## Regen Calculation Formula

## Regen Calculation Formula

(OP)

Hi,

I'm in need of a formula to calculate the speed of a hydraulic cylinder during regenerative extension. It's probably something as simple as adding the rod end volume to the delivery rate of the pump. However, I'm unsure due to the apparent paradox of the speed being partially dependant on the flow rate from the rod end, which, is itself, dependent on the speed of extension.

The system in question is 6" X 5.5" X 18" stroke w/ a 17 GPM pump.

Also, it appears that a 1:2 ratio of rod end to cap end volume would be optimum. Is this so? If not, what is?

Thanks

Ed

I'm in need of a formula to calculate the speed of a hydraulic cylinder during regenerative extension. It's probably something as simple as adding the rod end volume to the delivery rate of the pump. However, I'm unsure due to the apparent paradox of the speed being partially dependant on the flow rate from the rod end, which, is itself, dependent on the speed of extension.

The system in question is 6" X 5.5" X 18" stroke w/ a 17 GPM pump.

Also, it appears that a 1:2 ratio of rod end to cap end volume would be optimum. Is this so? If not, what is?

Thanks

Ed

## RE: Regen Calculation Formula

I have written an Excel spreadsheet to help work out just what you need. Trouble is that its in metric units and I have no idea how to get it to you.

A 2:1 volumetric ratio between the bore and the annulus( the bit with the rod)would be ideal. Unfortunately it is very rare that this is the case as there are many features on a cylinder that can effect the internal volumes. Stroke, cushions and stop tubes to name a few.

With your cylinder the bore volume is 509 cubic inches (2.2 U.S Gal). With a pump delivery of 17 GPM the cylinder will extend in 7.77 seconds.

The volume of the cylinder annulus is 427.7 cubic inches (1.85 U.S Gal).

We know that the cylinder will be fully stroked in 7.77 seconds. In 7.77 seconds the cylinder will displace 1.85 gallons. That equals 14.28 gallons per minute.

The volumetric ratio is 1.2:1. 509 cubic inches in the bore. 427.7 cubic inches in the annulus.

Obviously the cylinder will retract quicker because of the lower volume in the annulus. But the cylinder will displace 20% more oil. If you put 427 cubic inches into the annulus you will get 509 cubic inches out of the bore.

The volumes in the cylinder are fixed and the speed of operation of the cylinder depends on the displacement of the pump. The more flow the faster the cylinder will move.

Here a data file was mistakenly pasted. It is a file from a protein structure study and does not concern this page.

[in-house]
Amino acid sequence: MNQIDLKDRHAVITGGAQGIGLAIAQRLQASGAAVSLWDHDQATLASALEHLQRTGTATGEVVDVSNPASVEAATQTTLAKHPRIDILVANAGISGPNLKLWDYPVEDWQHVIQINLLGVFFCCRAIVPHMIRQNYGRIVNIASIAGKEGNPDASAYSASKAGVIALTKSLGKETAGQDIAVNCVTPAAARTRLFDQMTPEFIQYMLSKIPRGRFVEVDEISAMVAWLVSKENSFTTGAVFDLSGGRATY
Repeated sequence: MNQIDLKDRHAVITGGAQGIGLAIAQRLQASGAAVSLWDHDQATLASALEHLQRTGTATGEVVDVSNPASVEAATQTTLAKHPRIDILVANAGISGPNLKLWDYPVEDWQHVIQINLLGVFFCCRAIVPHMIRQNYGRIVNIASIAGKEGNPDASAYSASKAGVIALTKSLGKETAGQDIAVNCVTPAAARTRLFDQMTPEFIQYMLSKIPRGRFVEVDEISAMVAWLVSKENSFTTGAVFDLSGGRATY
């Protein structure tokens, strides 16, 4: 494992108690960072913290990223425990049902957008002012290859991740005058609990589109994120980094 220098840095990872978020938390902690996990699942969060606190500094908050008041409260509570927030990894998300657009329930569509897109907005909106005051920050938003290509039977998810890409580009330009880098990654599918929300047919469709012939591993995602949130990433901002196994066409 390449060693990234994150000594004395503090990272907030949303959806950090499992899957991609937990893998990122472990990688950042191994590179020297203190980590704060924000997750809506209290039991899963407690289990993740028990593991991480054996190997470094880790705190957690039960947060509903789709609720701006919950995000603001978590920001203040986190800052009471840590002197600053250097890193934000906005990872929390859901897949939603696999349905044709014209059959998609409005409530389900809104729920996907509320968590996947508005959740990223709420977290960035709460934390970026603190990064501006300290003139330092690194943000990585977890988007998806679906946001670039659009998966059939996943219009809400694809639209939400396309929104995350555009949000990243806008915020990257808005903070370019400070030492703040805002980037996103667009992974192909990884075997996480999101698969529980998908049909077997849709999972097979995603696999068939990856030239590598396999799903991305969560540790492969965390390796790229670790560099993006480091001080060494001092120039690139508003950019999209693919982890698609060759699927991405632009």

I think these volumes are right...i'm not used to working in imperial units.

Hope it helps.

Hydromech

## RE: Regen Calculation Formula

From the example hydromech. 2.2 gallons - 1.85 gallons = .35 gallons. That is what is needed to stroke out the cylinder. At 17 gpm it would take 1.23 seconds.

Or am I missing something really basic?

## RE: Regen Calculation Formula

To stir up this topic, a cylinder does not always retract faster than extend.

When the circuit is FLOW limited, by pump, it will retract faster (with less force) because there is less area on that side, Flow divided by area is speed. This situation applies when the valve is large in relation to flow, and pressure drops in the valve are low (5 or 10% of load pressure.) This is typical of bang/bang or manual spool valves running a cylinder, say the common log splitter or backhoe. It is also what most people are familiar with, and why they so vehemently disagree with the next statement.

When a circuit is PRESSURE limited, it will retract slower than it extends. This situation applies in servo and proportional valve circuits where valve pressure drop is high in relation to load pressure (say 25 to 50% of load pressure.) This is done by intent, and is how servos obtain control of the circuit. Essentially, the pressure in is reduced through the valve inlet, and applied to a smaller area on the rod side. Backpressure fom flow out of the valve is applied to the much larger closed side of piston. The resulting force balance means the cylinder retracts SLOWER than it extends.

Whether a circuit is pressure or flow limited depends on valve sizing, load, cylinder, etc. It is easy enough to calculate, but beyond the scope of a quick response.

This topic has been discussed at length at:

http://pat

and

http://

but not resolved to understanding in either case. I am working on a larger explanation to post ‘some day’, but this will at least make readers aware of the issues.

k

## RE: Regen Calculation Formula

Thank you all for the input.

I think I got it.

Ed

## RE: Regen Calculation Formula